Service: Vimpel 23 jewels

IMG_8406This watch belongs to William, and it’s a Russian Vimpel, made by Kirova. It has 23 jewels, and that’s all I know about it. Maybe one of my readers can identify the movement and shed some light on it?

I also know nothing about Russian hallmarks, but the case looks like 9ct rose gold to me.IMG_8407

Case and bracelet are very well made.IMG_8408

One of the case clamps and the winding stem are pretty rusty, but apart from that, all looks well. The movement is fully wound and not beating, so there will be dirt.IMG_8409

Rust and dirt on the case back.IMG_8410

The dial is in great condition.IMG_8411

Rust on the keyless works.IMG_8412

I take the balance out and start taking the movement apart.IMG_8414

The gear train is a bit funny, with two intermediate wheels driving the third wheel.IMG_8417

Here are the two intermediate wheels.IMG_8418

The winding mechanism is not short of wheels, either 😉IMG_8425

All ready for the cleaning machine.IMG_8587

I start off with the obligatory new mainspring.IMG_8588

Then I put the balance jewels back in.IMG_8589

All nice and clean.IMG_8590

The wheel train is back together.IMG_8593

With the balance in, this won’t win a medal, but the watch will work reliably and accurately enough.IMG_8594

Now it’s time for the bottom plate.IMG_8595

The dial and hands go back on.IMG_8598Great looking, very elegant watch!

 

30 thoughts on “Service: Vimpel 23 jewels

  1. How amazing to have found this. I have just inherited the exactly same watch that belonged to my mother and wanted to know its history. Thank you all for that. Would like to find a new strap for it though. Any suggestions?

  2. “The gear train is a bit funny, with two intermediate wheels driving the third wheel”

    I think I’ve heard that this arrangement allowed the movement to be slimmer than the more conventional arrangement. The USP of this movement was its extreme slimness (ultra-slim)

  3. Christian may i ask what brand and model of microscope you use now? also on your you tube videos what brand of curved tweezers is that? never saw one like that before.

    • I am using a Müller stereo inspection microscope with 10x to 40x magnification.

      Those tweezers aren’t for sale any more I am afraid – just wanted to buy another set only to be told they aren’t available any more.

      • Thank you for replying. That stereomicroscope seems a good option are you happy with it? problem though its not available in uk and has to be ordered from germany which is a concern. If there was a problem then it has to be sent back to germany which is not convenient.

        • I am really happy with the microscope, but there are of course lots of stereo inspection microscopes available in the UK that you can buy. Just make sure it’s around 10x – 40x, and that the light shines onto the object, rather than coming from below.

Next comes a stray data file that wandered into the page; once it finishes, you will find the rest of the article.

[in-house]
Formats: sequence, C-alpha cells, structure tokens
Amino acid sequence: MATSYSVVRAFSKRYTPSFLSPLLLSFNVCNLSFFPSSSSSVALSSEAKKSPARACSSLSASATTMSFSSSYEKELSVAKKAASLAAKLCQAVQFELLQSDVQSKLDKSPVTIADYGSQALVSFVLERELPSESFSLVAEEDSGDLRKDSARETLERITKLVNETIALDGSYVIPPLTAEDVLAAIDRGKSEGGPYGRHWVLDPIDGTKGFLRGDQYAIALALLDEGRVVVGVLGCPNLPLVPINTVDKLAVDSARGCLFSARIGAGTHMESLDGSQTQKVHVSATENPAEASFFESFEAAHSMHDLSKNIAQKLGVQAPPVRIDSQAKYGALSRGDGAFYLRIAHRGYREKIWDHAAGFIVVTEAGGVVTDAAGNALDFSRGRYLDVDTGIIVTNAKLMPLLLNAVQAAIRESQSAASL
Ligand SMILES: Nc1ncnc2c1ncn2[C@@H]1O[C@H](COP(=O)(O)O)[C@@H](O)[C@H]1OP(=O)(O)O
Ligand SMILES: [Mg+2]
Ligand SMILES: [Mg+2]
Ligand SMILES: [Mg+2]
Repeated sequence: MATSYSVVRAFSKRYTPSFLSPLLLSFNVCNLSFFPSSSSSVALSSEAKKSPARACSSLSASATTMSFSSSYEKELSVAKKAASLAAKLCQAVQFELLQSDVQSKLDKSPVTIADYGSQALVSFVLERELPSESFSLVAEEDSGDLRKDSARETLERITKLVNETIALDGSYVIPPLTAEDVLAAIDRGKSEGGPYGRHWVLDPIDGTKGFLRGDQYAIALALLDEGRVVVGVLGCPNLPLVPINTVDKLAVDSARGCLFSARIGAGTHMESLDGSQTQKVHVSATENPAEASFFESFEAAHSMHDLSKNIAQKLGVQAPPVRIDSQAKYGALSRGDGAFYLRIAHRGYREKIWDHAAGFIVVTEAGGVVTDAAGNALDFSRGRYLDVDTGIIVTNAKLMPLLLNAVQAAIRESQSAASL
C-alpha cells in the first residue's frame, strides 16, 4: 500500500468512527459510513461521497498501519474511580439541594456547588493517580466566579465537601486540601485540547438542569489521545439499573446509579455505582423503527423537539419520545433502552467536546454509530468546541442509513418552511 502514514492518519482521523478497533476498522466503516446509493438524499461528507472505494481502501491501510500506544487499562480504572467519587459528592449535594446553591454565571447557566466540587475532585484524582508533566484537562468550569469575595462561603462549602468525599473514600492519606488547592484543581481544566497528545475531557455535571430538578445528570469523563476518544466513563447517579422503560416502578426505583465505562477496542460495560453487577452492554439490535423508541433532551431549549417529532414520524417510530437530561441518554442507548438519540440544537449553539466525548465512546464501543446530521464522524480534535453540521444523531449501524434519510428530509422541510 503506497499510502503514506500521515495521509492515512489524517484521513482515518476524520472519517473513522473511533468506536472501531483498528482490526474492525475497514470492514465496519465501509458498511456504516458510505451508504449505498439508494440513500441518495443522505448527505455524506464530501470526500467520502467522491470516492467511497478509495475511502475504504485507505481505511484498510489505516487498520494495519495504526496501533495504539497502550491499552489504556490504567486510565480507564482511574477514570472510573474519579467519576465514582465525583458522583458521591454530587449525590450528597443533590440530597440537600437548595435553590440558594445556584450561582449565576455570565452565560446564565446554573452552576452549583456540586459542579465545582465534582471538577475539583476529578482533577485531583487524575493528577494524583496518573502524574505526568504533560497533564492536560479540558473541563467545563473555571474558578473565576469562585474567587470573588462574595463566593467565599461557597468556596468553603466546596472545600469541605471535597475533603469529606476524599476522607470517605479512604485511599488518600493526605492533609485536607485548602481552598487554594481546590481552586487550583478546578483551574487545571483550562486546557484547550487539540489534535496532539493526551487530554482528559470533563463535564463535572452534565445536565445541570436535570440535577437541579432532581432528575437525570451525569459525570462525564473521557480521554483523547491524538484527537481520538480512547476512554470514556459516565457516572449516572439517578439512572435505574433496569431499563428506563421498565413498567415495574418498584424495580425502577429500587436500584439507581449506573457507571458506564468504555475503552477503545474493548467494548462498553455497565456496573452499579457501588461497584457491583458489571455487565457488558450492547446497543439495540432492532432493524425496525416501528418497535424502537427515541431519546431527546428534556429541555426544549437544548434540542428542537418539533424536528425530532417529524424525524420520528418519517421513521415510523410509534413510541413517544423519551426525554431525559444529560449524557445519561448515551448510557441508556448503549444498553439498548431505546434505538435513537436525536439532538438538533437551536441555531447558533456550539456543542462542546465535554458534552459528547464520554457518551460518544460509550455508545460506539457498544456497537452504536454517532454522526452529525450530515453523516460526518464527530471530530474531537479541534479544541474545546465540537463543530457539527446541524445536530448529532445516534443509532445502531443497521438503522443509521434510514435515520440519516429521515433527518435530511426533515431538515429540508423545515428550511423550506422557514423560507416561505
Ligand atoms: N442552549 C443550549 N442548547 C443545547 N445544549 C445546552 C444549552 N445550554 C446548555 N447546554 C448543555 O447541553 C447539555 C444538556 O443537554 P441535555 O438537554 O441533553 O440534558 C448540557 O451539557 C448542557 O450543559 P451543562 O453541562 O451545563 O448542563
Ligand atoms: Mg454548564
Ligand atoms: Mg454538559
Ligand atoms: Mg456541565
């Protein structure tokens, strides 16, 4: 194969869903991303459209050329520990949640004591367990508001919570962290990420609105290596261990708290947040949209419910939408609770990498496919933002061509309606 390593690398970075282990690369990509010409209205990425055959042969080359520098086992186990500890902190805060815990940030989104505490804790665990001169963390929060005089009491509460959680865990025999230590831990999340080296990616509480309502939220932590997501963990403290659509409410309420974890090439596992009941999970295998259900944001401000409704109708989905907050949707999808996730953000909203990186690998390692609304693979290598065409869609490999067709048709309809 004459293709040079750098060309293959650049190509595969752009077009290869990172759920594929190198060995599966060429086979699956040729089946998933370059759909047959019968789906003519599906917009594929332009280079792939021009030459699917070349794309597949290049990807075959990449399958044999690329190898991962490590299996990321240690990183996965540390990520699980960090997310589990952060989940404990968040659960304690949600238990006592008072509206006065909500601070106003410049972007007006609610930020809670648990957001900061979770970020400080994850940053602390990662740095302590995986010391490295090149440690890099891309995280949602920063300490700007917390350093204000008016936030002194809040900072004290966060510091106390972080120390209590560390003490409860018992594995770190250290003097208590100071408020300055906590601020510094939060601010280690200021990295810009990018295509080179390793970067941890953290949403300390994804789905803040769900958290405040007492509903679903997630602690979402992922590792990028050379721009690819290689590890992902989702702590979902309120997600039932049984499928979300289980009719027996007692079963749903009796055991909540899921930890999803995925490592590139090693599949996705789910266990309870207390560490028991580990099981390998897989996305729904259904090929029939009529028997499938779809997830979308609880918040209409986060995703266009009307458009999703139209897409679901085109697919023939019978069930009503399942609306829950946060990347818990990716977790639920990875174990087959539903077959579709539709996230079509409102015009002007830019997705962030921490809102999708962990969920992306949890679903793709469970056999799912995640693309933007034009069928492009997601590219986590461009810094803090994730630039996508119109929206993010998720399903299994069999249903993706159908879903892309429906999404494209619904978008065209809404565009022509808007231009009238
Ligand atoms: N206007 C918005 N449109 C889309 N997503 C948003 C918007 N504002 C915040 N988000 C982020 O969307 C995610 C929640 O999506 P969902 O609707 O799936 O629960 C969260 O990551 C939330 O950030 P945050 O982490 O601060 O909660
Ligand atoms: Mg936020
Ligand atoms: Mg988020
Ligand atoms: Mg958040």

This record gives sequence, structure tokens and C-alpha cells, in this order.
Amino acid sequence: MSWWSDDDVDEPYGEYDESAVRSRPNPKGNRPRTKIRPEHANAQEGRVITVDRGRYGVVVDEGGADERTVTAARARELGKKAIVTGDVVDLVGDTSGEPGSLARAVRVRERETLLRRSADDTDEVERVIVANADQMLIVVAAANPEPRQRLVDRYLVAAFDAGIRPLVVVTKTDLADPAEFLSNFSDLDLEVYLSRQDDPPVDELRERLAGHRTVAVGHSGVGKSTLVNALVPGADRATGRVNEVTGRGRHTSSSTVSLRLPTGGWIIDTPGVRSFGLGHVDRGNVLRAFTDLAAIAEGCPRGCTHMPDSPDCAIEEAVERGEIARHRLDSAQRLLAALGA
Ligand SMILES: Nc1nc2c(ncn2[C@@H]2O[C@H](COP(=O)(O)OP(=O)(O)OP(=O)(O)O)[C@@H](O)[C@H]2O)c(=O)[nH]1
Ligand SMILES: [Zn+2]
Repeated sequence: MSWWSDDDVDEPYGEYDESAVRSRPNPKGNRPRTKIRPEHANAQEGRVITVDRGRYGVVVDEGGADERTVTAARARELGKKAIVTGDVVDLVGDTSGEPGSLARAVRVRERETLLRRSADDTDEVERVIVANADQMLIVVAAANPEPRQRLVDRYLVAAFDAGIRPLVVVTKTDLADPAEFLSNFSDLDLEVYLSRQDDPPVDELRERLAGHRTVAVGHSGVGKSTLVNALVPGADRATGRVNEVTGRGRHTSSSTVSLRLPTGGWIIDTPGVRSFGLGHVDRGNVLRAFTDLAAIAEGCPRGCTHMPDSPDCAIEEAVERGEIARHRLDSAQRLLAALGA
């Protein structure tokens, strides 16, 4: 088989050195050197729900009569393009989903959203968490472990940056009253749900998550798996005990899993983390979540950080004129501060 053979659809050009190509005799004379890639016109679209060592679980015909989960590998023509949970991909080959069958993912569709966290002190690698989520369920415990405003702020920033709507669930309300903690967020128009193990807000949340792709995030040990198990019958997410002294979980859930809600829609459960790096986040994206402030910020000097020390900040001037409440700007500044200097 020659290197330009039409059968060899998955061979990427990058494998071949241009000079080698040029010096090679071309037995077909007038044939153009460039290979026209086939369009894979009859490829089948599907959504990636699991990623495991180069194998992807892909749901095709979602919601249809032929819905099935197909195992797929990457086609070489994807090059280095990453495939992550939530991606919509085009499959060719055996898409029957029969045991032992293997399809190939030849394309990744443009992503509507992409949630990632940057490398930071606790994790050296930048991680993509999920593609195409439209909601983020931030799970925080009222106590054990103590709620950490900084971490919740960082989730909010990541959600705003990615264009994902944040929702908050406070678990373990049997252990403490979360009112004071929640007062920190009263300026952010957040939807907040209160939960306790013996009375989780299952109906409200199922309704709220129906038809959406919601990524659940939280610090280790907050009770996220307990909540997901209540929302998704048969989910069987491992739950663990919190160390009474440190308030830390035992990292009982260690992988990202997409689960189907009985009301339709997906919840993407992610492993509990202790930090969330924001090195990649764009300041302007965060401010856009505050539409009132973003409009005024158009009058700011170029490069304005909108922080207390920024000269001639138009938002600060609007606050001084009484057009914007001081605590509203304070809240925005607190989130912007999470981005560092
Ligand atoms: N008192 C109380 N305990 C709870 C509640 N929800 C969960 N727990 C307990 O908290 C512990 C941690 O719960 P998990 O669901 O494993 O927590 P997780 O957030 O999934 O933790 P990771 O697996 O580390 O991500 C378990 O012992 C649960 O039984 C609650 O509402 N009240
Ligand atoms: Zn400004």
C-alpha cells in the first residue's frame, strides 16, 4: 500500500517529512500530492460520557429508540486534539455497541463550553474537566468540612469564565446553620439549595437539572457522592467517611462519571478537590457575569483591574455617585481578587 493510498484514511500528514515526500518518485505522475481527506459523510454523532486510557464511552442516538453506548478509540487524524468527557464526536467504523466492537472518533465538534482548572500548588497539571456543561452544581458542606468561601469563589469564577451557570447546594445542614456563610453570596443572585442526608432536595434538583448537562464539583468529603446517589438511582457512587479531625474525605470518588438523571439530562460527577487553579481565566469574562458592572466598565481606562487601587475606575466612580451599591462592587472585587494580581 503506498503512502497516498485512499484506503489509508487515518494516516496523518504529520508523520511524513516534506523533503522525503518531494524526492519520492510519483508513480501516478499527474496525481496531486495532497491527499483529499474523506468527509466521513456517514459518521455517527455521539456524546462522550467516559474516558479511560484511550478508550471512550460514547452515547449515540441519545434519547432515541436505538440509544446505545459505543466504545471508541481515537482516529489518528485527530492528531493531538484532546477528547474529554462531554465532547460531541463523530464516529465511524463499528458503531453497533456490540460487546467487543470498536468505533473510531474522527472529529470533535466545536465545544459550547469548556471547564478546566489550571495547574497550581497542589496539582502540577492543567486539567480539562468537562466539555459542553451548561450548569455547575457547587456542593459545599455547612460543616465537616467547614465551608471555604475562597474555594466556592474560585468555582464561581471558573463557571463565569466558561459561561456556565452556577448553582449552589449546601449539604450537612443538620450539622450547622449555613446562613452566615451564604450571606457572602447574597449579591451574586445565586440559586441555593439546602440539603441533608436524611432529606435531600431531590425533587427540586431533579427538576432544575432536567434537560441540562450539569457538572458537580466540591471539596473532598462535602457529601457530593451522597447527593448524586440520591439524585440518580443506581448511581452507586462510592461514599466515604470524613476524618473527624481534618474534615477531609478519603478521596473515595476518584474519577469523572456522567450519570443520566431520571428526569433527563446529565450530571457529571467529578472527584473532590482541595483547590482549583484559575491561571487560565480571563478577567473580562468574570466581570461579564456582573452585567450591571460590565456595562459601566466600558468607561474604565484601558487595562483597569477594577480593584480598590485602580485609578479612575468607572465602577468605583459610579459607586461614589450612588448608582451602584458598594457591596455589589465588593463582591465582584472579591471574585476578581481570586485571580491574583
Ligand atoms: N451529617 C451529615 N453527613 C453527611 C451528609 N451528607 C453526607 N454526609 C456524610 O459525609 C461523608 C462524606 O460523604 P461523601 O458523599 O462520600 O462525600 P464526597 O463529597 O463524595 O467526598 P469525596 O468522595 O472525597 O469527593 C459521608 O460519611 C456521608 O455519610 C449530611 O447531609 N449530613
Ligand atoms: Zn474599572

• You are always so helpful Christian. Cant seem to find a suitable microscope in uk as yet except zeiss which costs thousands. Probably i will take a chance and order from germany.

          • I contacted Mueller and they agree to send by courier tracking so no problem. Since im only a serious amateur i think MTX -4 C stereomicroscope 10 – 80 x would be sufficient for my occasional use. I cant find a 10 – 40 x as you mentioned.

  4. Thanks everyone for the extra information. It seems that with the Vimpel name on the dial and the diamond outline around the initials on the dial the watch must date from 1961-3.

  5. I guess from the era, case material – and what Marian says about it – that this is probably something of a rare beast.

    Not the kind of thing I would wear, but pretty good looking 😉

        • Bugger, beat me to it!! I spent a lot of time with this movement! The luch 2209 is more often found in the UK in Poljot or Sekonda cases, and normally 5 or 10 micron gold plated (marked as Au 5 or Au10 on the case). They’re actually one of the nicer finished russian movements,with an interesting gear train (as Dr Roland Ranfft explains!) but has a number of weak spots, including shredded teeth on the winding train (due to the large loads on those very small wheels!) and particularly tangled hairsprings as the later version with the movable stud holder often lets go of the hairspring stud after a sharp bang. This means spare balances/hairsprings are like hens teeth!!
          I do have mountains of spares though, if ever any body needs anything!

          Lastly, useful tip when identifying luch movements (and most russian movements) is that the first 2 digits are usually the dimensions of the base plate in millimetres, hence the 2209 is 22mm 🙂

  6. The watch is made by 1-st Moscow Watch Factory. The caliber is 2209 Extra Flat. Rate of accuracy -20 +40 seconds a day. It was produced around 1970.

  7. Thanks a lot, Christian. I did some research on the hallmark and I believe it signifies 14K gold. I would also be interested if anyone knows more about the movement, or the approximate date of the watch.

    • Yes, 583 signifies 58.3% purity, so 14k. I cant see the other numbers well enough to date, but from memory Russian hallmarks – especially during the Soviet era – were sometimes not very specific about such things.

      • 583 is 14k indeed, and in Soviet era it was pretty accurate on the gold content as gold production was a state monopoly and rather strictly regulated.
        Vympel (Вымпел) watches were produced by 1st MchZ (1st Watch Factory) in Moscow from 1961 to 1970.
        Now it is rather difficult to find one in good condition, they sought after by collectors. Gold Vympel in decent condition can cost around 1000 USD in Russia.

Leave a Reply

Your email address will not be published. Required fields are marked *